A number of reports released by Global Financial Integrity (GFI) in recent times have pinpointed Bangladesh as being among the worst affected countries to the scourge of trade-based money laundering or capital flight. According to GFI's President Raymond Baker, "Illicit financial flows are the most damaging economic problems faced by the world's developing and emerging economies." This means we are among the countries worst plagued by one of the biggest problems out there that developing countries are having to deal with.
According to GFI, USD 61.6 billion were siphoned out of Bangladesh between 2005 and 2014, which is equivalent to 25 percent of its GDP in FY 2016-17. Between 2008 and 2017, Bangladesh lost a staggering USD 7.53 billion per year on average to over-invoicing and under-invoicing, which accounted for 17.95 percent of Bangladesh's international trade with all its trading partners during the period.
In a report in 2020, GFI revealed that USD 5.9 billion was siphoned out of Bangladesh through trade misinvoicing in 2015—and that Bangladesh is one of the top 30 countries in terms of illicit financial flows.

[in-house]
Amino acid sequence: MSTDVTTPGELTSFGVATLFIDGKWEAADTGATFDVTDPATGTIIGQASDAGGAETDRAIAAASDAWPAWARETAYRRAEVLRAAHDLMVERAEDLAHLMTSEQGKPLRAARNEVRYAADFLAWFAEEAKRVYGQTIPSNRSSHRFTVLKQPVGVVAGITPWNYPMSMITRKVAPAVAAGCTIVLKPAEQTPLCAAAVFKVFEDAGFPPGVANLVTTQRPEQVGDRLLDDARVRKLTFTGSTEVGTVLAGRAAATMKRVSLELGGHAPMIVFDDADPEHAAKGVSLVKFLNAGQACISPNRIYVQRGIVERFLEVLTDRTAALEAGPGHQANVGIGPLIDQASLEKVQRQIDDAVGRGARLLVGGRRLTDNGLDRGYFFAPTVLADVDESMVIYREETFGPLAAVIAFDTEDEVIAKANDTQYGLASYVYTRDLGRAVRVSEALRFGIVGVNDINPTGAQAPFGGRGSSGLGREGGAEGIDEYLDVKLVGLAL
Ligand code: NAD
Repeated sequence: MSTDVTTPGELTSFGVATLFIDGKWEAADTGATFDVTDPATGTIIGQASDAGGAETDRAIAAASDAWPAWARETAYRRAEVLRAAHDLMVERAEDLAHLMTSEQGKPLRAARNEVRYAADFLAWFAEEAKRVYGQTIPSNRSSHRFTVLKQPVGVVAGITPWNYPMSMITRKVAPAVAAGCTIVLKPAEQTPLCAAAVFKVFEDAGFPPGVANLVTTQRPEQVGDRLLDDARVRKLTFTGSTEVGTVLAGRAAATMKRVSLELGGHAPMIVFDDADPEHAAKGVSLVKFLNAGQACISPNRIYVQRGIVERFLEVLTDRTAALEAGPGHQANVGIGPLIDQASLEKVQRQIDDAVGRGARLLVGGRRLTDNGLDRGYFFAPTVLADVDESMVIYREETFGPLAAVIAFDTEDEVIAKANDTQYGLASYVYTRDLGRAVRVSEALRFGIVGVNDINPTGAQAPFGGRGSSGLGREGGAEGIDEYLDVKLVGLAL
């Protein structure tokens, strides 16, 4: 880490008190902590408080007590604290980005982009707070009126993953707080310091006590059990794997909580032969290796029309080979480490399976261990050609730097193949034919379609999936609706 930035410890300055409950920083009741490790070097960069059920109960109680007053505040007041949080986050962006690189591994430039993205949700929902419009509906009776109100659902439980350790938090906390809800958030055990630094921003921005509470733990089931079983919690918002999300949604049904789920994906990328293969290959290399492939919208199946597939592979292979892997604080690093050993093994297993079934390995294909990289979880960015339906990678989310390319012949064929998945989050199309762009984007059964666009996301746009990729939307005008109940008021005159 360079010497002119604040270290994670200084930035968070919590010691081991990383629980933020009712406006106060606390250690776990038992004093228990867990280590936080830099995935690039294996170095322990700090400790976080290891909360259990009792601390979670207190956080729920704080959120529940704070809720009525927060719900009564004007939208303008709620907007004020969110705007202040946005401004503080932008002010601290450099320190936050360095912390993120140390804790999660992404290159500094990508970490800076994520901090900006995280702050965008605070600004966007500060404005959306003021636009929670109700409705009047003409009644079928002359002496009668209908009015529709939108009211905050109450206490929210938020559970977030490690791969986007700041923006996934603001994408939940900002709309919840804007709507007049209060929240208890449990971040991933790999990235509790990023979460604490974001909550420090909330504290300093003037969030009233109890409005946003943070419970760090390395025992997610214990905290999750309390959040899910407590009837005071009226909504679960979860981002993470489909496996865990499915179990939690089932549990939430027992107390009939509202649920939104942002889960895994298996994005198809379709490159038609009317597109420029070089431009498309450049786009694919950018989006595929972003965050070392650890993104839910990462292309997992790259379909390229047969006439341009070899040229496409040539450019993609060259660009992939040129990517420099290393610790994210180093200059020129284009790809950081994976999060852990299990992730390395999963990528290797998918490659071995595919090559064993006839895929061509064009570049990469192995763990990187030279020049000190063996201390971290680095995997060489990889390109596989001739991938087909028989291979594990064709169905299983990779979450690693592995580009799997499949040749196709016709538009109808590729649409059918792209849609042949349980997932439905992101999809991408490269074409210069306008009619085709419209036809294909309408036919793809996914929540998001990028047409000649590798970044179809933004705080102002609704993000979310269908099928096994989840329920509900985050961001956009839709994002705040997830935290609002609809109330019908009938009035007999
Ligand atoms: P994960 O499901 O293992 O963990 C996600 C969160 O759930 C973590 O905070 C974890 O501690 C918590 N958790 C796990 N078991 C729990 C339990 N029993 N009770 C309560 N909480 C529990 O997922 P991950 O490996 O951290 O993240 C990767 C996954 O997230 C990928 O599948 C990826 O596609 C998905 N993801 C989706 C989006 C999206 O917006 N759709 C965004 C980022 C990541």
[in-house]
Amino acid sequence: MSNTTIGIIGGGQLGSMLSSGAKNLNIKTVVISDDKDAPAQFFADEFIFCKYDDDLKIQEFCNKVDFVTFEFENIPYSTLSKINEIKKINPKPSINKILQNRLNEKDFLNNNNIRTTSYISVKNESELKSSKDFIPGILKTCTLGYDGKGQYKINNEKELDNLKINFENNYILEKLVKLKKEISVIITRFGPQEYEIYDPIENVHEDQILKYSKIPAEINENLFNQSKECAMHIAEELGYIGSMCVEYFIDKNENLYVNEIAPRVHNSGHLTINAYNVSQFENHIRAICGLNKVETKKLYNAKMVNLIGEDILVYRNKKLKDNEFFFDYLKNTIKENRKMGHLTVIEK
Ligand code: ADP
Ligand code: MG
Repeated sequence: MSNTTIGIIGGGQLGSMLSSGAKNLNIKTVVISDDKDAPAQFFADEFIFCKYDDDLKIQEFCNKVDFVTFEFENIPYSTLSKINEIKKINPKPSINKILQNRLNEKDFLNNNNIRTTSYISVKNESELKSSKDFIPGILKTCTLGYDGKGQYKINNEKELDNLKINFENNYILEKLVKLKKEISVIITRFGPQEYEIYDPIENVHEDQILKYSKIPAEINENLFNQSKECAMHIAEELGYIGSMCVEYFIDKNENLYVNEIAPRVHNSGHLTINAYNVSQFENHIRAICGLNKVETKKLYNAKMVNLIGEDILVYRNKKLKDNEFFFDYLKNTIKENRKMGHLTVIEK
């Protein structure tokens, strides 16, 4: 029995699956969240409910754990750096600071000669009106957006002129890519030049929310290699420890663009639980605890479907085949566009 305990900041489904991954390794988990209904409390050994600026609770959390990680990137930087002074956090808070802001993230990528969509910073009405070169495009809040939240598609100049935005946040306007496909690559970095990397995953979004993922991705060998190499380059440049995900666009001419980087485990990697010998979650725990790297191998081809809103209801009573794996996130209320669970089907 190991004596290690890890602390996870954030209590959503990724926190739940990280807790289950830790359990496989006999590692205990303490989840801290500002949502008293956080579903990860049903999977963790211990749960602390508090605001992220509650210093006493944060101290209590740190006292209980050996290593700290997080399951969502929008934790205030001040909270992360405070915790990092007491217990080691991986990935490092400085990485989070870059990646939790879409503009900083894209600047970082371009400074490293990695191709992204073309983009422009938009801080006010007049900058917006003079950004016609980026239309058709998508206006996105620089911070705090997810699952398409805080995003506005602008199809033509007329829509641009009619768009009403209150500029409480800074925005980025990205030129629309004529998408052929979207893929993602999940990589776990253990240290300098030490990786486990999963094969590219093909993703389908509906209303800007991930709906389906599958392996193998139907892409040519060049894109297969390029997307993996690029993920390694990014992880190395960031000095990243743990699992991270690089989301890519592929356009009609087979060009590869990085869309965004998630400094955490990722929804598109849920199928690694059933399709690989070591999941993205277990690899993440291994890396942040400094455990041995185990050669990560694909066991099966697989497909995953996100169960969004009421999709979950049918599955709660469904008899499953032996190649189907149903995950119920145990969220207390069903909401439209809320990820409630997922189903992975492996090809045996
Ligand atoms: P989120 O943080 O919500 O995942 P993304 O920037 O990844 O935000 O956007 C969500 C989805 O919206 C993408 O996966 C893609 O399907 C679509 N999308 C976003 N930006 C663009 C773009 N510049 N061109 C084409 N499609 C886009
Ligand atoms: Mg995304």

Similarly, Transparency International Bangladesh (TIB) reported in 2020 that some USD 3.1 billion or Tk 26,400 crore is being illegally transferred from Bangladesh every year. Though it is lower in comparison to the GFI's estimates between 2008 and 2017, even this amount would have deprived the government exchequer of about Tk 120 billion as revenue each year, which is significant.
In 2002, Bangladesh became the first country in South Asia to promulgate the Money Laundering Prevention Act in line with the recommendations from the Financial Action Task Force (FATF), an intergovernmental organization which combats money laundering. But experts have criticized the government's effort to implement the recommendations. Among those that are unconvinced with the government's work is the Asia-Pacific Group on Money Laundering, the global body that ranks countries. In 2016, the organization even warned the government that Bangladesh was in danger of being branded as a "risky" country when it comes to money laundering and terror financing.
Yet, according to Dr Iftekharuzzaman, Executive Director of Transparency International Bangladesh (TIB), money laundering still enjoys impunity in Bangladesh. In a recent article he wrote "Any crime is bound to flourish when laws and regulations are not enforced and violators are not held accountable. This is exactly what has been happening with money laundering in Bangladesh." Financial experts have frequently stated that money laundering from Bangladesh should be restrained with an iron hand.